On Struggling with Food and Intuitive Eating.

I’ve struggled with food for a long time.  I was a healthy-weight kid until about 4th grade. I ended up being put into a “gifted and talented” program  (G & T)(Note: I don’t think I’m gifted and talented over the average person. This is just what the program was called. Also of note: I hated every second of this program and will never place any of my children in one. I don’t blame my parents though. They did what they thought would be right for me.) at that time and it necessitated me moving from the elementary school within walking distance of my home to one across town.  With the stress of moving to a new school, spending extra time on a bus, being uprooted from many of my friends, and being thrust into the social dynamic of the G&T program along with the extra academic work involved, I became depressed and began to eat emotionally. Looking back, I can see that that is really where my issues with food and disordered eating began.

In reality, I wasn’t nearly as ginormous as my mind told me I was (and never have been since), but ever since that time I have considered myself “the fat one.” I’ve tried quite a few diets. Weightwatchers (multiple times), classic calorie counting, South Beach and, most recently – Paleo.

Now, I never really thought I was someone who had disordered eating. Eating disorders tend to be associated with anorexia and bulimia and I have neither of those. I always just figured I had a lack of willpower, and needed to force myself to eat what I “should” eat in the “proper” portions.  I’ve been in the vicious deprivation cycle for at least 15 years. Go on a diet, be “good” for a few weeks (or months), feel deprived – but noble, lose weight…and eventually it all falls apart. I end up binging on things I don’t even like in what they call “last supper” eating because I told myself I couldn’t have them, and I better get my fill of them now before I go back to being “good!” I would “closet eat” – sneaking snacks when noone could see me. Being embarassed to order at restaurants because of the ludicrous idea that people were judging me because overweight people don’t deserve to eat. Or overweight people should only eat salads because they need to lose weight.  I’m using past tense here – but really we’re talking about last week. Not 3 years ago.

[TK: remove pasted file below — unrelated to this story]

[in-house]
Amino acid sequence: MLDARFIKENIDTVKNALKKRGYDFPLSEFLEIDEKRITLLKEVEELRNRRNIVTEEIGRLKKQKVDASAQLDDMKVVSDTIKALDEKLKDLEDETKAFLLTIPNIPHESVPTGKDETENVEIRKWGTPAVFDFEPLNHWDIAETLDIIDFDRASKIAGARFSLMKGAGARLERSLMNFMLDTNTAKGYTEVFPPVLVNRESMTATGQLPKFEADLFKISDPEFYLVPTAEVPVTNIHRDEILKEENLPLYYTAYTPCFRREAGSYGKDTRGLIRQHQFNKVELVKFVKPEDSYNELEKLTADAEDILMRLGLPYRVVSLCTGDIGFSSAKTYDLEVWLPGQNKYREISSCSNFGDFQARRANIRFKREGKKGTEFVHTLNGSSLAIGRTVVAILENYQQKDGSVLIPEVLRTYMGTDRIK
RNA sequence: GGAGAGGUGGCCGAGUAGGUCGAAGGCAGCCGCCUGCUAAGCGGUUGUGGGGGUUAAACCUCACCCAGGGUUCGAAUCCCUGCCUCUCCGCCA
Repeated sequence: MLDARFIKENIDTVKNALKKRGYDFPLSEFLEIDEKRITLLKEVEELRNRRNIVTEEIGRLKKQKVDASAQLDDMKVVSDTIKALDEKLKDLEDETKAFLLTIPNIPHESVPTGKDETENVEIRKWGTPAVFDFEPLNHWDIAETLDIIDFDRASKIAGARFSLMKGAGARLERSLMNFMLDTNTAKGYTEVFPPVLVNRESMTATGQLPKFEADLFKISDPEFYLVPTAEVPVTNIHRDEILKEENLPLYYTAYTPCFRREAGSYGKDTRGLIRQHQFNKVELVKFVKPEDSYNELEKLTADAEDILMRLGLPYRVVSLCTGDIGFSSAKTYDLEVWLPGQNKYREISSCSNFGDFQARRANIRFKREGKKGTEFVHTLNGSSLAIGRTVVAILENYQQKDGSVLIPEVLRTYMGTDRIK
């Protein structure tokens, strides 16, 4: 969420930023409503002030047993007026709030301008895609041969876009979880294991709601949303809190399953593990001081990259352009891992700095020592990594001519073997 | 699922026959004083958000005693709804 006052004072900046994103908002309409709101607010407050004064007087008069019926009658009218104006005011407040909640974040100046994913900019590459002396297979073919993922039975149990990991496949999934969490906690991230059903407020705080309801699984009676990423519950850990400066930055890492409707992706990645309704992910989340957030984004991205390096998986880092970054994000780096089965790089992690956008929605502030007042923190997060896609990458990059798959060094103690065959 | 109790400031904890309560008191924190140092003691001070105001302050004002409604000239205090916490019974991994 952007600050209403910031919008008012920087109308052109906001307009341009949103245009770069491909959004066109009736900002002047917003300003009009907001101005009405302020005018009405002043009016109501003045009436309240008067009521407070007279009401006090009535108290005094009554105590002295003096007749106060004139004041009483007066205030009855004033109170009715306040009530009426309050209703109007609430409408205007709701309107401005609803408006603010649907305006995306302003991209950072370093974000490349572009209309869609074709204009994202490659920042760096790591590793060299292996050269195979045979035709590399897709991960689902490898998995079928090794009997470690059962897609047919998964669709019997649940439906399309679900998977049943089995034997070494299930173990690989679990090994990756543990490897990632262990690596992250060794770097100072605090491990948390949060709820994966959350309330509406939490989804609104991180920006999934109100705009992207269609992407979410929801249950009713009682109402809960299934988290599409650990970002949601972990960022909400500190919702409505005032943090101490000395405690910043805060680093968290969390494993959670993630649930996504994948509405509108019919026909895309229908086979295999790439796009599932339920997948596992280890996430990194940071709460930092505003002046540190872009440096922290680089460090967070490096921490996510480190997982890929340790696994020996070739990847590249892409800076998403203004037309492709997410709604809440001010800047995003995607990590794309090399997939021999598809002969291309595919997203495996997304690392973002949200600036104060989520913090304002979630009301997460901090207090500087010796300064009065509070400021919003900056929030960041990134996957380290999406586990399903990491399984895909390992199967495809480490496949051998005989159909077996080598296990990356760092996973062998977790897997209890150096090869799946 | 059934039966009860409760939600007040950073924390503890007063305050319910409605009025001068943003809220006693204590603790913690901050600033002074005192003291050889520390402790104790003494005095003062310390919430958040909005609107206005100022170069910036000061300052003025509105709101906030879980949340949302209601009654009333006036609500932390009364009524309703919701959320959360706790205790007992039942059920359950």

I’ve always seen people who, at least outwardly, appear to be able to eat without stress and been incredibly jealous.  Why do they get to just eat while I have to obsess about food in order to “control myself”?  Why is it so easy for them and so hard for me? Because my eating is disordered. I’ve spent so many years on the deprivation cycle that I have no idea how to honor my hunger. I eat alloted amounts because I tracked that much darnit and I’m going to get as much into me as I’m allowed. Or I’m going to order something that’s at least percieved to be more healthy even though I don’t really want it because I “should” – and then end up eating even more than I otherwise would have because what I ate didn’t satisfy my cravings.

I’ve recently come across a concept called Intuitive Eating (IE). I learned about it by reading a couple of my favorite blogs on my blogroll – Fitting It All In and A Dash of Meg.  Both Clare and Meghan have recently taken part in  Jamie of StudioEats 21 Day Intuitive Eating challenge. They’ve inspired me, so I signed up and picked up a copy of a book on Intuitive Eating (the book isn’t necessarily associated with the StudioEats challenge. I just picked it up to help facilitate my journey.)